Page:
I always wondered about that. Global warming, I mean. There is, supposedly, the empirical evidence that the planet's temperature has increased by 1 degree Centigrade over the past, what, hundred or so years? One degree?
How would one determine that? I drive about 10 miles to play tennis in an adjacent town on a regular basis and the temperature varies dramatically between the house and the tennis courts, sometimes as much as 20 degrees F. When a breeze blows, the temperatures are about the same.
On my patio the temperature can be 30 degrees more than where there are some trees and vegetation nearby, hardly 20 paces away. This is where my mind has a hard time getting around the "one degree" business of this statistic. Where were the thermometers, with which these readings were taken over the past, say 100 years, placed and how were they influenced by surrounding factors, such as vegetation, wind, people, reflections off other structures, and so on. If the rise was substantial, I'd say, okay, you may have a point, but ONE DEGREE?
Think about it for a moment: if any of these instruments were moved from one location to another, or replaced, or new ones added to the grid, the readings would be off. Perhaps over time it averages out. But only ONE DEGREE? That's within statistical margins of error.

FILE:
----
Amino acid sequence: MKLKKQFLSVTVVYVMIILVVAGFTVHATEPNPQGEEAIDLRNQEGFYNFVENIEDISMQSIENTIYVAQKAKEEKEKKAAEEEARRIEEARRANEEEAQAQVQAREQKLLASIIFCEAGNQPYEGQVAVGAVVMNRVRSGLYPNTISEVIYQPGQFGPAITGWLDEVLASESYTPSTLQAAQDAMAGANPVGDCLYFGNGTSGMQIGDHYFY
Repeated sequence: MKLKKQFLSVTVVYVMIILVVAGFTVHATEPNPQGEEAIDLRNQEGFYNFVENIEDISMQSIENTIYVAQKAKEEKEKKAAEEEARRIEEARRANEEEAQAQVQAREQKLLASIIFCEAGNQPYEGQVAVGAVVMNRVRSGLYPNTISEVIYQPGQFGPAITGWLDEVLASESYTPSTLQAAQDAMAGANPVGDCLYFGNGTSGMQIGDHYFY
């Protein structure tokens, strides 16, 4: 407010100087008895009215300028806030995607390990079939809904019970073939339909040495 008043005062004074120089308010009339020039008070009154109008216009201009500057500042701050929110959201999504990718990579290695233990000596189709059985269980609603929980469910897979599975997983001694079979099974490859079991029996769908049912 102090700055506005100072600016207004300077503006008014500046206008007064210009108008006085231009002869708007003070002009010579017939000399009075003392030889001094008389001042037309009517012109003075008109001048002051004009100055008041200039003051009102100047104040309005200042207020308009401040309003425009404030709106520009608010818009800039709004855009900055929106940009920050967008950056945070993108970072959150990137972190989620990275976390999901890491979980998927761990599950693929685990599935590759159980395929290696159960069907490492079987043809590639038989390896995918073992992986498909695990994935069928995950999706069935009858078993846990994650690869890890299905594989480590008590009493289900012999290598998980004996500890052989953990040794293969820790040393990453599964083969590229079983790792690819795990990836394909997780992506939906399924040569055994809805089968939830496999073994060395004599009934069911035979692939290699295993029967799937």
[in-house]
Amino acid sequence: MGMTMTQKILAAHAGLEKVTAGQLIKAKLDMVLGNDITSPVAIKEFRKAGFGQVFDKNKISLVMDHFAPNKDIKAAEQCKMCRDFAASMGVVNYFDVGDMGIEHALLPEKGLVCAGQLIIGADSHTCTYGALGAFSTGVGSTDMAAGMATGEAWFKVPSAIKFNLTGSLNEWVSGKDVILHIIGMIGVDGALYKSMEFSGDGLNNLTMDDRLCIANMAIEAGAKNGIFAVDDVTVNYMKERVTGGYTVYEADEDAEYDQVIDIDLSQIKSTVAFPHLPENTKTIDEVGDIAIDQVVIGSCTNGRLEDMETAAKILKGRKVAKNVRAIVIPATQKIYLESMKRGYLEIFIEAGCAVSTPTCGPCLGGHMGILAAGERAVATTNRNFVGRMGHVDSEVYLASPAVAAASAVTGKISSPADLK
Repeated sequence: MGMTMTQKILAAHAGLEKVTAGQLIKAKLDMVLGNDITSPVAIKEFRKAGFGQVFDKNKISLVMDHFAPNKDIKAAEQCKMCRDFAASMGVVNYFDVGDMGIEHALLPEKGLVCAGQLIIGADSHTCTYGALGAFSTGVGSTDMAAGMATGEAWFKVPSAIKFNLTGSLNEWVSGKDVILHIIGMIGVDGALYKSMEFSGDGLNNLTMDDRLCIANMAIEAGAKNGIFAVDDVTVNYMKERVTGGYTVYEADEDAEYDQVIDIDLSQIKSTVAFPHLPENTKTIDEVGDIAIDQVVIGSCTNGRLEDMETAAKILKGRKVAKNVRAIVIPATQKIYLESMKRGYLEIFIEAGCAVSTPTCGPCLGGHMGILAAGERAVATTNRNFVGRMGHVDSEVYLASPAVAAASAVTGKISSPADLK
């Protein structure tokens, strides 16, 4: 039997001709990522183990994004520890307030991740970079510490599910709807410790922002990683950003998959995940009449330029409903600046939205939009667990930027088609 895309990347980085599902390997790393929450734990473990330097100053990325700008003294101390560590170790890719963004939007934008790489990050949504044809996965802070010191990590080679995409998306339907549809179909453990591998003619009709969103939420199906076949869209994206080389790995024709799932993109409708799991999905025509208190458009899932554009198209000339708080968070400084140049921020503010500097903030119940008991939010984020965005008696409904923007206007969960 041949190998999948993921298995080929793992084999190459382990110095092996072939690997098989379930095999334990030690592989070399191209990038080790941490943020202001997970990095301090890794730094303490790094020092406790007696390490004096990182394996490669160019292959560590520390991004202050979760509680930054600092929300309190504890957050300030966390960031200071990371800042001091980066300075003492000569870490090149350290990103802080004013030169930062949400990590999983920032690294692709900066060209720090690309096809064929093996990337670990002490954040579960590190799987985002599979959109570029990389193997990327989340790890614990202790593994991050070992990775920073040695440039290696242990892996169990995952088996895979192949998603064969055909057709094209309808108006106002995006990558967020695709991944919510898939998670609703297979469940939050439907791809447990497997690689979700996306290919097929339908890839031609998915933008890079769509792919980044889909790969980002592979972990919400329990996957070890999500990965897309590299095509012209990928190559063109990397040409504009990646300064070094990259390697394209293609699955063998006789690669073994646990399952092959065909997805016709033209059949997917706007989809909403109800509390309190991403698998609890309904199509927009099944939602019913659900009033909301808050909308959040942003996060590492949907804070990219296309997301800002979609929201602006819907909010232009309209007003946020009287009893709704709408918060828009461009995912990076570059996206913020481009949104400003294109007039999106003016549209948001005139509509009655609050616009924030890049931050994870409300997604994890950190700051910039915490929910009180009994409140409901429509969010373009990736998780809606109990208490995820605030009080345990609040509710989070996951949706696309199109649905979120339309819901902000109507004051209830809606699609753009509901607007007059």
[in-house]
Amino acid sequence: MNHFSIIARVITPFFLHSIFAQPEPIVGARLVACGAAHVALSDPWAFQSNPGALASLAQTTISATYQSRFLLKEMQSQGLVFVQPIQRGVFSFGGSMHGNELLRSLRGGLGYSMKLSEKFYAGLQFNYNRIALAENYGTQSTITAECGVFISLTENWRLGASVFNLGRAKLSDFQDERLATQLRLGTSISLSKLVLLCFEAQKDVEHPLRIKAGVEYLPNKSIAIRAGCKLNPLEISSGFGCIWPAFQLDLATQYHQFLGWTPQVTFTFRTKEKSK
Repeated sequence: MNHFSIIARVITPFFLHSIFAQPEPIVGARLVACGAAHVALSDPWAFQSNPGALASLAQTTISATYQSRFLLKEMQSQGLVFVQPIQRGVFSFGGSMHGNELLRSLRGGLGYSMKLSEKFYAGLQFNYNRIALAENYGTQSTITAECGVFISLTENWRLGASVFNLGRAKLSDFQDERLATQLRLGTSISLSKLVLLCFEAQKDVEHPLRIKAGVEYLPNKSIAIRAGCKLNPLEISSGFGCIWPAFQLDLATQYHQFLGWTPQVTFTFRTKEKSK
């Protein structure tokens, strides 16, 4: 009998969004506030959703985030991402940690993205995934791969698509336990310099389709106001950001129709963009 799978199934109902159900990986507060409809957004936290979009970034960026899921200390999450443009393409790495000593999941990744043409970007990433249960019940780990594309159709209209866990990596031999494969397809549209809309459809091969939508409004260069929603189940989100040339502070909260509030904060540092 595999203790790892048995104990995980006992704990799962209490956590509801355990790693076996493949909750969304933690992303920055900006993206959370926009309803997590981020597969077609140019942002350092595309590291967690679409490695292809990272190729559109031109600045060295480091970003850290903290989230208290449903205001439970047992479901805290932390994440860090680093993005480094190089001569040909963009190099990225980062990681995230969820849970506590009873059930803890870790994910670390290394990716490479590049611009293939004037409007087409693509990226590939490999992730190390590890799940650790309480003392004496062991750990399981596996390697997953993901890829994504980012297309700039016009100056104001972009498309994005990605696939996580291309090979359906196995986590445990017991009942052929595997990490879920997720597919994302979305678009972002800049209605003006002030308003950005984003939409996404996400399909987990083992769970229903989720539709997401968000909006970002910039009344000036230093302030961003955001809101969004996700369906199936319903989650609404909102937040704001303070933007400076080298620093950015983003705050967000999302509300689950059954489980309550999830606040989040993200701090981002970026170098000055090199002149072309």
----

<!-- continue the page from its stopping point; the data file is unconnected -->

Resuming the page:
How about the instrumentation? Who maintained them and how often were they maintained? How accurate were they? Ordinary mercury thermometers cannot display fractions, which is what would be required to make such a precise determination. Temperature charts, you know, those circular paper discs that go round and round with a pen drawing wavy lines on them, cannot record accurately within a two-degree range, not counting the width of the ink line, which must represent one or two degrees on its own.
It just doesn't make sense. Bill O'Reilly (the O'Reilly Factor on Fox News Channel) bought into this nonsense. That's disappointing to say the least. I like Bill but I believe he's dead-wrong on this issue.